Walking around Old Town last month, I noticed a sandwich board sign advertising afternoon tea at the Cosmopolitan Hotel. That’s the proper, British-style afternoon tea, complete with a big ceramic pot and a three-tier platter stacked with finger foods, the whole shebang, for $25 per person.
2600 Calhoun Street, Old Town
Having developed a latent fascination with tea service, I was eager to try it; I just needed an occasion. Apparently, afternoon tea is a popular booking for bridal showers and even the occasional kid’s birthday party. But the prerequisite seems to be that tea is a chatty affair; it doesn’t take a group, just someone who can keep up a conversation between nibbles and sips. For my part, an overdue catch-up with a dear friend proved just the thing. I called the hotel restaurant to book the reservations.
The reservations have mostly to do with getting a head count for those finger foods, traditionally stuff like crustless sandwiches, scones, and pastries. Our triple platter arrived set with nine distinct morsels of food for each of us, so there’s clearly a need to prepare these in advance. On the top tier, the Cosmopolitan offered three twists on the classic finger sandwich: ham and cheese, with spinach, rolled up in a slice of crustless bread; egg salad, service in a lettuce cup; and what it calls an “open faced brioche,” a round slice of crustless brioche, topped by diced skirt steak, mango salsa, and avocado cream. The latter’s similarity to a tostada seems fitting enough, given this Victorian styled two-story hotel was originally built 190 years ago as a single-story adobe manor, the Casa de Bandini, home to a wealthy and powerful Californio cattle man.
From a short menu of black teas, green teas, and herbal teas, we were asked to pick our first option, of two or three, depending on our preference. We started with a pot of assam tea, black tea made from tea plants grown in India, and only partly because we thought it was funny to order “awesome” tea.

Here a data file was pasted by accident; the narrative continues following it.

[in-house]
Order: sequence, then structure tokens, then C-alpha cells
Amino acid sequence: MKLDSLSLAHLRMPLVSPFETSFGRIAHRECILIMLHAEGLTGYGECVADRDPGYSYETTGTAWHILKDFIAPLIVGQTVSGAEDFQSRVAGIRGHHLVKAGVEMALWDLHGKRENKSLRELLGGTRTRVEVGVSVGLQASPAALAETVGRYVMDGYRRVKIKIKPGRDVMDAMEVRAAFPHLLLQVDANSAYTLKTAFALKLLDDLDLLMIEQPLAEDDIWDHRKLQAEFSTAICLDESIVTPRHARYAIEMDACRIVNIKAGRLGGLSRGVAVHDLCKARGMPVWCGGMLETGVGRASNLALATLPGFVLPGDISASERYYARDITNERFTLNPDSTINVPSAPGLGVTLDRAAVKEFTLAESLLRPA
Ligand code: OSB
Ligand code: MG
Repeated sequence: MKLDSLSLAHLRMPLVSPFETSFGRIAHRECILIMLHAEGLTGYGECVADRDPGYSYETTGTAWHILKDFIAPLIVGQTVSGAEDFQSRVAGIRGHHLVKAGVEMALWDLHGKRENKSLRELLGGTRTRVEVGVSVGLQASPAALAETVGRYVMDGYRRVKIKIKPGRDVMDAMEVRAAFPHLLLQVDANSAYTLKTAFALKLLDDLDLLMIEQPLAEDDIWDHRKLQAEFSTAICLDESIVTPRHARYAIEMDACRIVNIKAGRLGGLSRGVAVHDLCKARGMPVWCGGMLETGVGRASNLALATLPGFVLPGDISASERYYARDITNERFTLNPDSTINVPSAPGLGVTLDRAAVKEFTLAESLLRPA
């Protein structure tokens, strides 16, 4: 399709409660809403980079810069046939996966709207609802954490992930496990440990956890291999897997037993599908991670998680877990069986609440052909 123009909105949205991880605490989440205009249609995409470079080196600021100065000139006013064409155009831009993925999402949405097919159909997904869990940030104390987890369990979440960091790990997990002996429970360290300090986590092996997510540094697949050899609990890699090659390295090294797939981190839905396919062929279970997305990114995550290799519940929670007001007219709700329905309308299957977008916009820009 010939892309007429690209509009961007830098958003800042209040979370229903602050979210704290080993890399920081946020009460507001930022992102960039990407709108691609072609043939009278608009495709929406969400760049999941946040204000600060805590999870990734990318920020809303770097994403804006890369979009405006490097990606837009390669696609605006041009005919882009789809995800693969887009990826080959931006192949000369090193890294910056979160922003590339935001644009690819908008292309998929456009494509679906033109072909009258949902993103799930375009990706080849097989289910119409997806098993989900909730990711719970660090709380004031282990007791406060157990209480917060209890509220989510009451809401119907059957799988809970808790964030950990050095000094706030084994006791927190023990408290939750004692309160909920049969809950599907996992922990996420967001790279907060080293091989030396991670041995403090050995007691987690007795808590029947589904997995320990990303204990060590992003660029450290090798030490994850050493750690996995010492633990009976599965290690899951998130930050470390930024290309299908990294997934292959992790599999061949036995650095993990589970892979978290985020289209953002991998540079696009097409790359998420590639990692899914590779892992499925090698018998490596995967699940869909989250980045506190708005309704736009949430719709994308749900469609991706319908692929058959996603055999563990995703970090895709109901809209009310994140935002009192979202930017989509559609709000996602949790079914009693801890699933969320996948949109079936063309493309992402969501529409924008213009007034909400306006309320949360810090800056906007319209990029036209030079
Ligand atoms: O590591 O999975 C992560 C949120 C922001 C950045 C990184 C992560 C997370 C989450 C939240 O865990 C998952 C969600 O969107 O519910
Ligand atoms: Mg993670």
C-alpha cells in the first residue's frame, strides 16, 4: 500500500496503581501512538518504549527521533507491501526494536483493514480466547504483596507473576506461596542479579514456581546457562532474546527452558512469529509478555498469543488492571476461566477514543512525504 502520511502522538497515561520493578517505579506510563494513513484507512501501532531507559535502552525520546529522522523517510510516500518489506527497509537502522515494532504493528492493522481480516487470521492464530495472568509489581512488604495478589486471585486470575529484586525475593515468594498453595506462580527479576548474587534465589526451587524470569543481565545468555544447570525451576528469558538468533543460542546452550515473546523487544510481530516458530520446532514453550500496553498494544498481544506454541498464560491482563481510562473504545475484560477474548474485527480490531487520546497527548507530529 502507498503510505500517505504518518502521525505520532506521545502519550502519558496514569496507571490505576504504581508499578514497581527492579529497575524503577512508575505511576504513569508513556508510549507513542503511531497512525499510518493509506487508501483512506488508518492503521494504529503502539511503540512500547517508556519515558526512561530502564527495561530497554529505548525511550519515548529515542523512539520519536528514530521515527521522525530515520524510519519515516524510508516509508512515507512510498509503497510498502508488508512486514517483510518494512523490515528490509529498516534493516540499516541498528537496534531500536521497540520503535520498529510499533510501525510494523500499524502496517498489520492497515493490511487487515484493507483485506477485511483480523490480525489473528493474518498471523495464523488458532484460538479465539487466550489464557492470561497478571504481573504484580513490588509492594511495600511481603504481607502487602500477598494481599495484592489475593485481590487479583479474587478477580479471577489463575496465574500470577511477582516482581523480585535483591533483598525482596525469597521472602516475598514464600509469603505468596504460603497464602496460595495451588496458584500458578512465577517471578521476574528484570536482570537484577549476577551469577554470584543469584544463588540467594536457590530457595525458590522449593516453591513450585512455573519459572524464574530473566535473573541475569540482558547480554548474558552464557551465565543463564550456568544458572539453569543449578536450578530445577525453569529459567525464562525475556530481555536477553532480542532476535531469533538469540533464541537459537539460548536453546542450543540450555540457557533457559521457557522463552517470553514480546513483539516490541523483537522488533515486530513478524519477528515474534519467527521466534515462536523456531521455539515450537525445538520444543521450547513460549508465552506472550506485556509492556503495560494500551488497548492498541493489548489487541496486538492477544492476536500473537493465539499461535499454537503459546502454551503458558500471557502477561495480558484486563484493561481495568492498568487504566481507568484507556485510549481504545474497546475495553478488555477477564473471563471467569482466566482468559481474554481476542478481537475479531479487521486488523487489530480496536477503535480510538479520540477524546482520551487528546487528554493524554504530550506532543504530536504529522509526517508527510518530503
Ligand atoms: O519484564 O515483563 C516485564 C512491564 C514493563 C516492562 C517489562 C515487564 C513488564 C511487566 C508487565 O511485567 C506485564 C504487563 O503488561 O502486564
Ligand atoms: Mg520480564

With three tiers of food and three options for tea, we might have tried pairing each tea with each tier of food, but I don’t think there’s any specific etiquette about that, and anyway, we got too caught up in conversation, finding ourselves about halfway through our food when teapot number two arrived: sencha, or whole leaf, sun-grown, green tea. Like the first, it showed up in a heavy, blue and white ceramic pot, taking its place on a heavy, iron stand at the center of the table.
I was already nibbling through the treats on the second tier, including gazpacho and a thick, hollowed-out slice of cucumber filled with a salmon and dill crème fraiche. Here was the scone I’d expected, though like the brioche it loosely referred to Old Town’s Spanish-Mexican history, flavored with roasted corn and manchego cheese. I dipped the scone in the shot of cold, tomato-rich soup.
We both finished the sweet pastries on the bottom tier before our third tea arrived. There was a mini pie of blackberry and mango mousse, a sticky and soft red velvet flan, and my favorite morsel of the whole lot: a mini churro covered in chocolate drizzle. The caffeine of the first two teas had done its part, and our chat was spinning in wild directions when the waiter returned for our third tea order — making me glad we had the charming, wallpapered room to ourselves! To finish out, we settled on a mango herbal tea, adding warm refreshment as we wound down the hour.
The food was more fun than great, but the time we enjoyed was both. I suspect afternoon tea is more about the company you keep. But then, as I left Old Town to walk back to my car, I noticed another Victorian, afternoon tea destination in lovely Heritage Park. That will be for next time….